//  6/25/17  //  Topic Update

The government argued that the Supreme Court should not second-guess the President’s national-security judgments, in its brief filed today.

The government also asked that the Court narrow one of the injunctions against enforcing the ban so it applies only to a few people. (SCOTUSblogLyle Denniston’s blog).

  • The brief responds to the challengers’ recent argument that the Supreme Court should allow the injunctions against the ban to stand because the President has undercut his national-security rationale for the travel ban by initiating review of visa-issuance vetting procedures, which ostensibly necessitated the ban.
  • Trump’s say-so is not a national security judgment, counters Marty Lederman at Just Security.

At Take Care, Corey Brettschneider comments on President Trump’s petition for the Supreme Court to lift the orders preventing implementation of the travel ban.

  • Courts’ lack of deference to President Trump’s immigration-related executive orders is not unprecedented, argues  Deborah Perlstein (Balkinization).
  • Take Care provides a guide to its analyses of the travel ban.

In a recent Supreme Court filing, Hawaii argues that the Trump Administration’s request for time to review visa-issuances processes are undercut by the major delays incurred litigating the revised entry ban.(Law News)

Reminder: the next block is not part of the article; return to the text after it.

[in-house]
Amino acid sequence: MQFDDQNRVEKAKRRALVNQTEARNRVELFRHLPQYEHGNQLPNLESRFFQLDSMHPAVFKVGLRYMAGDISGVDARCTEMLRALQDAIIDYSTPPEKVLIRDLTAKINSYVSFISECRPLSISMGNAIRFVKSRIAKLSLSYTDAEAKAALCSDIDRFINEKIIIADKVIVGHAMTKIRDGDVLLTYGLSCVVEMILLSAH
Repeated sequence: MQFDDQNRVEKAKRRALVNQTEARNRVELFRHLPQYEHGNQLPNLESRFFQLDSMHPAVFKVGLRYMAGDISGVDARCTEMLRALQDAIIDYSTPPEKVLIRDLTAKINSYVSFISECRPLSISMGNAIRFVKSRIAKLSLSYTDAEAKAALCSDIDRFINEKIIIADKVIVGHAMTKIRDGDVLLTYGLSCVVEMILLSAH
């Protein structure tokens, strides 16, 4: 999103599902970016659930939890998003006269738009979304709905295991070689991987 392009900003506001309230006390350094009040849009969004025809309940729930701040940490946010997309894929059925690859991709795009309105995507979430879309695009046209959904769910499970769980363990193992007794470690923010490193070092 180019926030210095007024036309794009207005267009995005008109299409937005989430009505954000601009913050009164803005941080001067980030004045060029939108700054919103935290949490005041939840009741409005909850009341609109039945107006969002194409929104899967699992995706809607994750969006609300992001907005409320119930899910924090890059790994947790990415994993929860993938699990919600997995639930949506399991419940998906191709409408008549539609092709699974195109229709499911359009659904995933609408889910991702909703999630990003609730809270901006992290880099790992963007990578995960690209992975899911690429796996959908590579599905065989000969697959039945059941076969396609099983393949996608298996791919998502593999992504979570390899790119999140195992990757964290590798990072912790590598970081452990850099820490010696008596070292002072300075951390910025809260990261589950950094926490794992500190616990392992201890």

Updates | The Week of January 22, 2018

1/28/18  //  Daily Update

Michael Dorf argued that litigation against the travel ban should be considered a success, regardless of the final result at the Supreme Court. A report shows that Customs and Border Protection repeatedly violated court orders issued during the first week of the travel ban litigation.

Updates | The Week of January 15, 2018

1/14/18  //  Daily Update

A federal court grants an injunction requiring the Trump Administration to resume accepting Deferred Action for Childhood Arrivals renewal applications.

Take Care

Update | The Week of November 27, 2017

12/4/17  //  Daily Update

President Trump's recent tweets may not help the government's defense of the latest iteration of the Travel Ban.

Jeffrey Stein

Columbia Law School